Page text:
All things Pembrokeshire

Pembrokeshire History

Pembrokeshire has a history dating back to the ice age. The timeline captures the main events that have happened back to that time, although, I am sure there are many more that haven't been captured including Pembrokeshire folklore and legends.
A thousand years of Pembrokeshire History - also see the Timeline
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Tenby High Street showing St Mary's Church in the background - date unknown
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Castle Hill, Tenby - date unknown

Pembroke County 18th Century

"The County of Pembroke is 95 Miles in circumference, contains about 420000 Acres. It is divided into 7 Hundreds, in which 5 Market Towns, [two of which (viz.) Pembroke & Haverford West sends 2 Members each to Parliament] 45 Parishes & about 4329 Houses. The Air is pleasant & good, And ye Soil in ye bottom and towards ye Sea extraordinary fruitfull. some Hills & Mountains appear in ye Inland which are more barren yet feeding abundance of Sheep, Goats, Cattle, &c. Here is plenty of Fish, Fowl, Pit-Coal & Marl. In this County is Milford Haven, ye largest & most capacious Harbour in ye Kingdom." [Emanuel Bowen, Britannia Depicta, 1720]

Pembroke County 21st Century

Pembrokeshire has somewhat changed since 1720. The population at 2010 being about 217,000 people. I wouldn't like to guess at how many houses there are now. Pembrokeshire no longer produces or ships coal but is a thriving tourist destination and home to several oil refineries and power stations.
Haverfordwest is the County town although over recent years, as with other major towns, the centre has spread out to accommodate out of town shopping. Milford Haven was reputed to be the largest natural harbour in the United Kingdom but now comes in third.
Pembrokeshire used to have large fishing ports, Milford Haven and Tenby in particular. However, times have changed and this is no longer the main industry in the County, although there are local fisher people who still brave the seas to bring home locally caught fish.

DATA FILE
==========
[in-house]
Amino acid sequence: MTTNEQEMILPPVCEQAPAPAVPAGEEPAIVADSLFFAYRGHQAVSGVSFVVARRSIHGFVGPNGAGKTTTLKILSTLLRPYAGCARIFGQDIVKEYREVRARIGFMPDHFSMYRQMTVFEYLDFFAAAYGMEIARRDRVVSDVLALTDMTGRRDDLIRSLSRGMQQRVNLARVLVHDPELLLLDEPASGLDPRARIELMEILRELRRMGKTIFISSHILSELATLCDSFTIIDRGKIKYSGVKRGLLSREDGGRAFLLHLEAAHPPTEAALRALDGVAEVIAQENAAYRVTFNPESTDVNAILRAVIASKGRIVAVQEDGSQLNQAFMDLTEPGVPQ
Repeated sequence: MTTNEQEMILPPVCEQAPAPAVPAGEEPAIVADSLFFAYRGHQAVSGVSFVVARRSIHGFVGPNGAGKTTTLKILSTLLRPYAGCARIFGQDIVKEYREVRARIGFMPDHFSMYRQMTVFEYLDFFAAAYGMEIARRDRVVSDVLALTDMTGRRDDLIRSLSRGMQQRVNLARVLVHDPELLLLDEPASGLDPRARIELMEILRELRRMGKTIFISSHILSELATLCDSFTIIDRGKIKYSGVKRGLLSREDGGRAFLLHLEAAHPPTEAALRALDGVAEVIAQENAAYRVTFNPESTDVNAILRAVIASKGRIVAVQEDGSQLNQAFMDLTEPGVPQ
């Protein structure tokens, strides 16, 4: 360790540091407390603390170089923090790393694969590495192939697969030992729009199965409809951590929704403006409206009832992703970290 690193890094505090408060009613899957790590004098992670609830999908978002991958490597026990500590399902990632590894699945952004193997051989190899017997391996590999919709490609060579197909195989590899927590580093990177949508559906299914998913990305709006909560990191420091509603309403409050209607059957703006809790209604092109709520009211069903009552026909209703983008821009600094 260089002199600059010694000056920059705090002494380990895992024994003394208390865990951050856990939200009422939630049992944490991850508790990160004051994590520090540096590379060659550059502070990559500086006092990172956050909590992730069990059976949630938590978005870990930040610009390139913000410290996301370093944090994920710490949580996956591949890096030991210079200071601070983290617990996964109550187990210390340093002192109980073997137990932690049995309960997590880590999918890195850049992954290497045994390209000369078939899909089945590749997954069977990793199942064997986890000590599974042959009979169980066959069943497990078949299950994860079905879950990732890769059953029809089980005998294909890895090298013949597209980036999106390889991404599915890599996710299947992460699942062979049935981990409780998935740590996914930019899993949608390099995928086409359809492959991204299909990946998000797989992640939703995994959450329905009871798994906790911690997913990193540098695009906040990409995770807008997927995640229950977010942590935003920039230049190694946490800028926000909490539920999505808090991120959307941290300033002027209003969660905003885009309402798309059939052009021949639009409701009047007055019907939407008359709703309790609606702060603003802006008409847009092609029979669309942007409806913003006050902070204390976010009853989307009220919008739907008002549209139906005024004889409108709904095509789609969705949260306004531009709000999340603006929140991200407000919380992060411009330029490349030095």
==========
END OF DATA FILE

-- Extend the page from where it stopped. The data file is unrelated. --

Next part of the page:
Postcard from Tenby
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The postcard was sent to Madame La Berfois de Strasbourg at Le Havre 24th October 1863. I can't quite make out who it was sent from
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Five Arches, Tenby - date unknown
The Haverfordwest Workhouse 1839 -
The Haverfordwest Union workhouse was built in 1837-39 at the south of Haverfordwest on an elevated site above the old Priory. The Poor Law Commissioners authorised an expenditure of £4,000 for the new building which was to accommodate around 150 inmates. The building was designed by local architect William Owen who also designed the workhouse at the adjacent union of Narberth.
In 1894, the British Medical Journal set up a "commission" to investigate conditions in provincial workhouses and their infirmaries. Following a visit to Haverfordwest, the commission's report found much to criticise. The infirmary wards were small, dirty, and lacked hot water and adequate ventilation and heating; most of the patients slept on low plank beds; the toilet facilities indoors consisted of a few commodes, with one on each landing for night-time use; the water-closets, all located outdoors, were described as "simply cesspools, and some were very unpleasant." The report concluded that the workhouse infirmary "is unsuitable for its purpose, and the system on which it is worked is faulty in every particular."
In 1930, the workhouse was officially renamed Haverfordwest Institution although it was also known as Priory Mount. With with the onset of the Second World War, it came into service as a hospital. After the war, it was renamed St Thomas Hospital and was unit of the County Hospital and Withybush Hospital. It closed in 1978 and was converted into flats in 1982.
A John Thomas was the head of the workhouse along with his wife Annie and 2 daughters Maud and Frances.  There were 162 residents at the workhouse according to the 1881 census, workhouses in the 19th century were often used as hospitals and some of the residents were classed as 'lunatics' or 'idiots'. Follow this link to find out who was in the workhouse when the 1881 census was taken:
Scotsborough Castle - Tenby
If you go down to Scotsborough Woods, entering from the bottom of the bridge at Gumfreston, you will notice a ruin on your right hand side, hidden in the undergrowth about 100 metres into the woods. This is Scotsborough House or Castle. It is possible to trace the house back to the 15th century or even further. Stephen Perrot of Popton was mayor of Tenby in 1413 and owned Scotsborough House. The residence early in the 17 century belonged to Rhys ap Thomas, whose monument is in Tenby Church.
Edward Lluyd stayed there and in a letter dated 28th Feb 1697, there are records that he discovered undescribed zoophyts by dredging here and many new sorts of figured fossils among which a figure of a flat fish represents one of the greatest rarities observed by the curious (this was in the St Florence Valley which was at that time tidal. Could the “flat fish” have been a Trilobite)?
The house was sold by the ap Rhys family early in the 18 century and was abandoned in an 1824 epidemic of smallpox.
Picture of the ruins at:
Scotsborough House Ruins
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